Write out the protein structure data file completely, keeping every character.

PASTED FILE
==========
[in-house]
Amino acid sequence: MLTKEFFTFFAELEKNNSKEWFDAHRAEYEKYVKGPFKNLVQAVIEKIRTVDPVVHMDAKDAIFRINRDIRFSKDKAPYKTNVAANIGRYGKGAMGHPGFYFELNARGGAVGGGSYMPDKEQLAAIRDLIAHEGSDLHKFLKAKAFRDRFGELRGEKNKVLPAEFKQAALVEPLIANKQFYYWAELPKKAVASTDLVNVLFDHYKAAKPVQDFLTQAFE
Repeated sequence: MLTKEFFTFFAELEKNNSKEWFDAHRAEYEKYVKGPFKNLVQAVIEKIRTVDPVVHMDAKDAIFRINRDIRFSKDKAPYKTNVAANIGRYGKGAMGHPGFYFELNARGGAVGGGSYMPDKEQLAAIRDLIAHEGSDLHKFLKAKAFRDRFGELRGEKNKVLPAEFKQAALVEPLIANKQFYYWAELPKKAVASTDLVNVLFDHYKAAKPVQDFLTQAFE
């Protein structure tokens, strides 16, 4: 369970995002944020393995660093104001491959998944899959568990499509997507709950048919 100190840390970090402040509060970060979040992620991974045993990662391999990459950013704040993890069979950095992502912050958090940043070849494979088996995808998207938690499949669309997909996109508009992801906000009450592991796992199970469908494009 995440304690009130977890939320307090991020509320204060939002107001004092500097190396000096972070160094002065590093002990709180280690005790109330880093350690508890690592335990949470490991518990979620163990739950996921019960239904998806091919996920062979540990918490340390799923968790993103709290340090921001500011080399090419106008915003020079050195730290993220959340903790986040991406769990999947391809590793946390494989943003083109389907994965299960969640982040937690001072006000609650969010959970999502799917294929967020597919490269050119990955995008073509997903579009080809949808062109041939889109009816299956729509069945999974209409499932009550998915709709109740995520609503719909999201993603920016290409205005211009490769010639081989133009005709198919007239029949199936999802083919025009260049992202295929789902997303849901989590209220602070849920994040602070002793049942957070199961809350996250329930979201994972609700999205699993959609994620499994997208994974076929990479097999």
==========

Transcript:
[in-house]
Amino acid sequence: MLTKEFFTFFAELEKNNSKEWFDAHRAEYEKYVKGPFKNLVQAVIEKIRTVDPVVHMDAKDAIFRINRDIRFSKDKAPYKTNVAANIGRYGKGAMGHPGFYFELNARGGAVGGGSYMPDKEQLAAIRDLIAHEGSDLHKFLKAKAFRDRFGELRGEKNKVLPAEFKQAALVEPLIANKQFYYWAELPKKAVASTDLVNVLFDHYKAAKPVQDFLTQAFE
Repeated sequence: MLTKEFFTFFAELEKNNSKEWFDAHRAEYEKYVKGPFKNLVQAVIEKIRTVDPVVHMDAKDAIFRINRDIRFSKDKAPYKTNVAANIGRYGKGAMGHPGFYFELNARGGAVGGGSYMPDKEQLAAIRDLIAHEGSDLHKFLKAKAFRDRFGELRGEKNKVLPAEFKQAALVEPLIANKQFYYWAELPKKAVASTDLVNVLFDHYKAAKPVQDFLTQAFE
């Protein structure tokens, strides 16, 4: 369970995002944020393995660093104001491959998944899959568990499509997507709950048919 100190840390970090402040509060970060979040992620991974045993990662391999990459950013704040993890069979950095992502912050958090940043070849494979088996995808998207938690499949669309997909996109508009992801906000009450592991796992199970469908494009 995440304690009130977890939320307090991020509320204060939002107001004092500097190396000096972070160094002065590093002990709180280690005790109330880093350690508890690592335990949470490991518990979620163990739950996921019960239904998806091919996920062979540990918490340390799923968790993103709290340090921001500011080399090419106008915003020079050195730290993220959340903790986040991406769990999947391809590793946390494989943003083109389907994965299960969640982040937690001072006000609650969010959970999502799917294929967020597919490269050119990955995008073509997903579009080809949808062109041939889109009816299956729509069945999974209409499932009550998915709709109740995520609503719909999201993603920016290409205005211009490769010639081989133009005709198919007239029949199936999802083919025009260049992202295929789902997303849901989590209220602070849920994040602070002793049942957070199961809350996250329930979201994972609700999205699993959609994620499994997208994974076929990479097999």